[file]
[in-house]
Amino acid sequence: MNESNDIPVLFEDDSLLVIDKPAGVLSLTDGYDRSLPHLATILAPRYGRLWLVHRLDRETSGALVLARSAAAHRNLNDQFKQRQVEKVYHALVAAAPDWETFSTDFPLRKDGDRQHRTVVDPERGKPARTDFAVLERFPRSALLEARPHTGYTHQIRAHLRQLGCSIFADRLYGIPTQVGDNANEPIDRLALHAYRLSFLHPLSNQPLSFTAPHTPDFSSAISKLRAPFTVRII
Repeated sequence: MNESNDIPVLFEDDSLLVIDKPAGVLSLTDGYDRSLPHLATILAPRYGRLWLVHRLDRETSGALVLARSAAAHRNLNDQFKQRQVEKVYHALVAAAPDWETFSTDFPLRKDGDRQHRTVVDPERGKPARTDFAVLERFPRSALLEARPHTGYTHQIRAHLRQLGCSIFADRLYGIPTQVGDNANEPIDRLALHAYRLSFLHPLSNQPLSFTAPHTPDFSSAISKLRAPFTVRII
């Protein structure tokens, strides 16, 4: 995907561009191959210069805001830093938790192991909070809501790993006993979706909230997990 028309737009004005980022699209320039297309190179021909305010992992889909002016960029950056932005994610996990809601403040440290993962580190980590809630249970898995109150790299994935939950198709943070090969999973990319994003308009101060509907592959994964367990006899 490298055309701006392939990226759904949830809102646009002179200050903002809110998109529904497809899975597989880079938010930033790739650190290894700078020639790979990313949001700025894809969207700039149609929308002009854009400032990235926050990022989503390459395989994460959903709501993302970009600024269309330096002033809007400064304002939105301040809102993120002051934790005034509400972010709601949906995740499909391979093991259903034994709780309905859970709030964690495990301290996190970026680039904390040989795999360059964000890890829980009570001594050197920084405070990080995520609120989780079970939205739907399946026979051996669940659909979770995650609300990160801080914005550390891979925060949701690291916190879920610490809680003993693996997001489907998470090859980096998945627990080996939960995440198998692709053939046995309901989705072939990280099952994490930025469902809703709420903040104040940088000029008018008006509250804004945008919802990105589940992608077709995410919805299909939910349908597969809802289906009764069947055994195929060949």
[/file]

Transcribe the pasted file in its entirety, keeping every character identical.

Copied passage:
[in-house]
Amino acid sequence: MNESNDIPVLFEDDSLLVIDKPAGVLSLTDGYDRSLPHLATILAPRYGRLWLVHRLDRETSGALVLARSAAAHRNLNDQFKQRQVEKVYHALVAAAPDWETFSTDFPLRKDGDRQHRTVVDPERGKPARTDFAVLERFPRSALLEARPHTGYTHQIRAHLRQLGCSIFADRLYGIPTQVGDNANEPIDRLALHAYRLSFLHPLSNQPLSFTAPHTPDFSSAISKLRAPFTVRII
Repeated sequence: MNESNDIPVLFEDDSLLVIDKPAGVLSLTDGYDRSLPHLATILAPRYGRLWLVHRLDRETSGALVLARSAAAHRNLNDQFKQRQVEKVYHALVAAAPDWETFSTDFPLRKDGDRQHRTVVDPERGKPARTDFAVLERFPRSALLEARPHTGYTHQIRAHLRQLGCSIFADRLYGIPTQVGDNANEPIDRLALHAYRLSFLHPLSNQPLSFTAPHTPDFSSAISKLRAPFTVRII
């Protein structure tokens, strides 16, 4: 995907561009191959210069805001830093938790192991909070809501790993006993979706909230997990 028309737009004005980022699209320039297309190179021909305010992992889909002016960029950056932005994610996990809601403040440290993962580190980590809630249970898995109150790299994935939950198709943070090969999973990319994003308009101060509907592959994964367990006899 490298055309701006392939990226759904949830809102646009002179200050903002809110998109529904497809899975597989880079938010930033790739650190290894700078020639790979990313949001700025894809969207700039149609929308002009854009400032990235926050990022989503390459395989994460959903709501993302970009600024269309330096002033809007400064304002939105301040809102993120002051934790005034509400972010709601949906995740499909391979093991259903034994709780309905859970709030964690495990301290996190970026680039904390040989795999360059964000890890829980009570001594050197920084405070990080995520609120989780079970939205739907399946026979051996669940659909979770995650609300990160801080914005550390891979925060949701690291916190879920610490809680003993693996997001489907998470090859980096998945627990080996939960995440198998692709053939046995309901989705072939990280099952994490930025469902809703709420903040104040940088000029008018008006509250804004945008919802990105589940992608077709995410919805299909939910349908597969809802289906009764069947055994195929060949």